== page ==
Trump Administration Proposes Repeal of Fracking Protections
Three days before oral arguments are scheduled in the 10th Circuit Court of Appeals on Bureau of Land Management safety measures to regulate fracking operations on public lands, the U.S. Department of Interior is moving ahead with its plan to rescind the 2015 rule.
The rule, which was the product of nearly five years of agency work, expert input, public comments and hearings, never went into effect after it was challenged immediately by oil and gas industry trade associations. After a district court judge set aside the rule in 2016, BLM and citizen groups appealed to the 10th Circuit in late 2016.
The Trump administration, however, reversed course in March 2017 and announced that it would propose repealing the rule. Today, the administration formalized that reversal with a proposal to be published Tuesday for public notice and comment.
"This is another cynical move by the Trump administration that sacrifices our public lands and public safety as a favor to the oil and gas industry," said Michael Freeman, the attorney for Earthjustice who is representing environmental groups who support the safety rules in the legal action.
Despite a request by the administration to stay the appeal, the 10th Circuit scheduled oral argument for July 27.
"The timing of this proposal is obviously linked to this week's oral argument. It is part of the administration's effort to circumvent the law by asking to stay this appeal while leaving the lower court ruling in effect. We oppose that request, and we'll see the agency in court Thursday morning," Freeman said.
The rule calls for drillers to disclose what chemicals are used in fracking fluids and to perform tests on the integrity of the wells before drilling can begin. It was the first time the rules had been updated since the 1980s.
In its proposal to rescind the rule, the Interior Department said, "BLM believes that the 2015 final rule unnecessarily burdens industry with compliance costs and information requirements that are duplicative of regulatory programs of many states and some tribes."
BLM staff members in New Mexico have reported, however, that they do not perform onsite inspections of hydraulic fracturing operations because "the work is too dangerous" under existing rules.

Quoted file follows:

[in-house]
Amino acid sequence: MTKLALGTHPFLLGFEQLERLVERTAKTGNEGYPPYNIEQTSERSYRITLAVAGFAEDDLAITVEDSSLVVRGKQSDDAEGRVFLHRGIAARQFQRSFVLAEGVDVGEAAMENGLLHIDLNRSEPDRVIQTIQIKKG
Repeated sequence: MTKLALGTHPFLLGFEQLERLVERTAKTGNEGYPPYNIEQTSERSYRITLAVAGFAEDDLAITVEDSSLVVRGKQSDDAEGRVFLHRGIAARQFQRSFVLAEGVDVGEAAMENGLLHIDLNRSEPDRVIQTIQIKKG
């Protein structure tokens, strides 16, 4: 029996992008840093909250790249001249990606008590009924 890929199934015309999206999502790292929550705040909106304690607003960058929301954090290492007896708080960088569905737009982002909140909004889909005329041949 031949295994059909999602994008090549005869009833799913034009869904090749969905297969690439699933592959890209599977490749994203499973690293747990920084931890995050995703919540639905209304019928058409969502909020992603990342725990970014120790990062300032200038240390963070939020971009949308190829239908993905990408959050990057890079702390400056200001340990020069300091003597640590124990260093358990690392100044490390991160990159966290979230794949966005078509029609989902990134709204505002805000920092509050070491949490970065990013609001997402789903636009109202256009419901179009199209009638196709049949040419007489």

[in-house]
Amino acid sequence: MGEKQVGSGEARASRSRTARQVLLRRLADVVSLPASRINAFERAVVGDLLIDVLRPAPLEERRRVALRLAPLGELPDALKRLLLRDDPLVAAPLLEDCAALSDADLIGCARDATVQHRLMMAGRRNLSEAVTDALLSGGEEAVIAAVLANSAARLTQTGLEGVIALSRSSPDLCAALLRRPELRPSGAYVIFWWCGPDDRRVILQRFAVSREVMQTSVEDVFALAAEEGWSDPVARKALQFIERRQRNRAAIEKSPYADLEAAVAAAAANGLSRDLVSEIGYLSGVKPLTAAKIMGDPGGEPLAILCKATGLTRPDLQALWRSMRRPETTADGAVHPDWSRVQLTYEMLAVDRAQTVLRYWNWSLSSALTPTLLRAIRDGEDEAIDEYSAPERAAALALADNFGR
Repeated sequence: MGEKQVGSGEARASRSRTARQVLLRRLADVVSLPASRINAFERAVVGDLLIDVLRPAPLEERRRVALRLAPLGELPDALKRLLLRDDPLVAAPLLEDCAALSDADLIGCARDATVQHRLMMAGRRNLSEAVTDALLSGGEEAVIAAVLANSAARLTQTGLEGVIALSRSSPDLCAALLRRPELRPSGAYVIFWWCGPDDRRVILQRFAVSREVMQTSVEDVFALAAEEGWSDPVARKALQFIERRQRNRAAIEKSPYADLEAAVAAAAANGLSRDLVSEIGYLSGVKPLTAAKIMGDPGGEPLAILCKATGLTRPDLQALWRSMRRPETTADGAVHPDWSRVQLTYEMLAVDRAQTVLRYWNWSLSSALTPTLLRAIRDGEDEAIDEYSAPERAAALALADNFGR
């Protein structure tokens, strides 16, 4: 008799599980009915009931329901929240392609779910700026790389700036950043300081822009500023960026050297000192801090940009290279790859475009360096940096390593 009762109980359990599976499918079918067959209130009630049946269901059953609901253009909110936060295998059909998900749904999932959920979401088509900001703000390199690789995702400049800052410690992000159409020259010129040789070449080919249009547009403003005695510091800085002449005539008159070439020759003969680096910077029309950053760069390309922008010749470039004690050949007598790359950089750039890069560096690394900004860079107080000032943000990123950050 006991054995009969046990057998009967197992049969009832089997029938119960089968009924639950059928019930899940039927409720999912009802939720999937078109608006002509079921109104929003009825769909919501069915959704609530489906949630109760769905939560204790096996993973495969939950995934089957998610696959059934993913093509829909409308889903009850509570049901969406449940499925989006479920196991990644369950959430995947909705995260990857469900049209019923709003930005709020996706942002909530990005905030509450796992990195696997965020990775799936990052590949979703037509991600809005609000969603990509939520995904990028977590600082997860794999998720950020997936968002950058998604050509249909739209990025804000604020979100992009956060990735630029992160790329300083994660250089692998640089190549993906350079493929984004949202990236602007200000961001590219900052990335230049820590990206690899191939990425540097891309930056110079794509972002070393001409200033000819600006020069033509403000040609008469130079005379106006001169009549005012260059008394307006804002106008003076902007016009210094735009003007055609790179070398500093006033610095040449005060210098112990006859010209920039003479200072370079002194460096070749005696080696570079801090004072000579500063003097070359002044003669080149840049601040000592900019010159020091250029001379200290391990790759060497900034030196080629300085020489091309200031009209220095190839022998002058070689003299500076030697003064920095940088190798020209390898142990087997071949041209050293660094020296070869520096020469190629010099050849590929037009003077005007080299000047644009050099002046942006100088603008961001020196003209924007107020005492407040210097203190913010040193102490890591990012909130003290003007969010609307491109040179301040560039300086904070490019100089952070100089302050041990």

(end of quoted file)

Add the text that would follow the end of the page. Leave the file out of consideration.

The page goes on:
By Andy Rowell
The decades-long struggle for social and environmental justice in the Niger Delta continues, largely unseen by the wider world.
On Aug. 11, hundreds of people from the Niger Delta stormed the Belema flow station gas plant owned by Shell in the Rivers State region of the Delta. The plant transports crude oil to the Bonny Light export terminal, from where it is shipped overseas.
The National Academy of Sciences, Engineering and Medicine said in a statement the Interior Department has directed it to cease its study on the potential health risks for people living near surface coal mines in Central Appalachia.
The Interior Department, which committed more than $1 million to the study last year, has begun an agency-wide review of grants over $100,000 because of the "Department's changing budget situation."
California and North Carolina's electricity grids faced no disruptions during Monday's solar eclipse, which many saw as a test for the future when solar power will command a greater share of the energy mix.
"It bodes well for renewable energy on the grid during an event like this," said Eric Schmitt, a vice-president at California Independent System Operator that delivers most of the state's electricity.
By Thursday the Trump administration's project of dismantling the public domain will burst into full bloom when Interior Sec. Ryan Zinke announces a wholesale reversal of more than a century of public lands protection through presidential designation of national monuments under Antiquities Act of 1908.
Are you ready to watch the Great American Eclipse of 2017? Will you be in the path of totality? Do you have your safety glasses ready?
Well, however you decide to watch the solar eclipse today, NASA TV will be showing the "Eclipse Across America" with live video of the celestial event. The feed is already live with lots of handy information about today's unprecedented eclipse. So be sure to watch above.
"One out of three Americans lives within 50 miles of high-level nuclear waste, some of which, like Plutonium, is lethally dangerous and will be around for an incredible longtime," John Oliver explained last night on Last Week Tonight.
According to the Nuclear Energy Institute, there is more than 71,000 tons of nuclear waste stranded at 104 reactors. "It was a problem we should have solved in the 1980s," Oliver said, "much like a Rubik's Cube."
Despite years of using nuclear energy, the country still doesn't have a permanent facility for its storage, the comedian said. Oliver proposed what the U.S. really needs is some kind of "nuclear toilet."
By Andy Rowell
As Trump's presidency spirals like a toxic vortex from one crisis to another, and with the global news media reacting to one venomous tweet after another, it is easy to miss the slow assault against science and the environment that continues below the radar.
The crisis for Trump could get a whole lot worse, with his ex-Chief of Staff, Steve Bannon, who was sacked last week, promising that he was "prepared to go to war with his adversaries in the White House."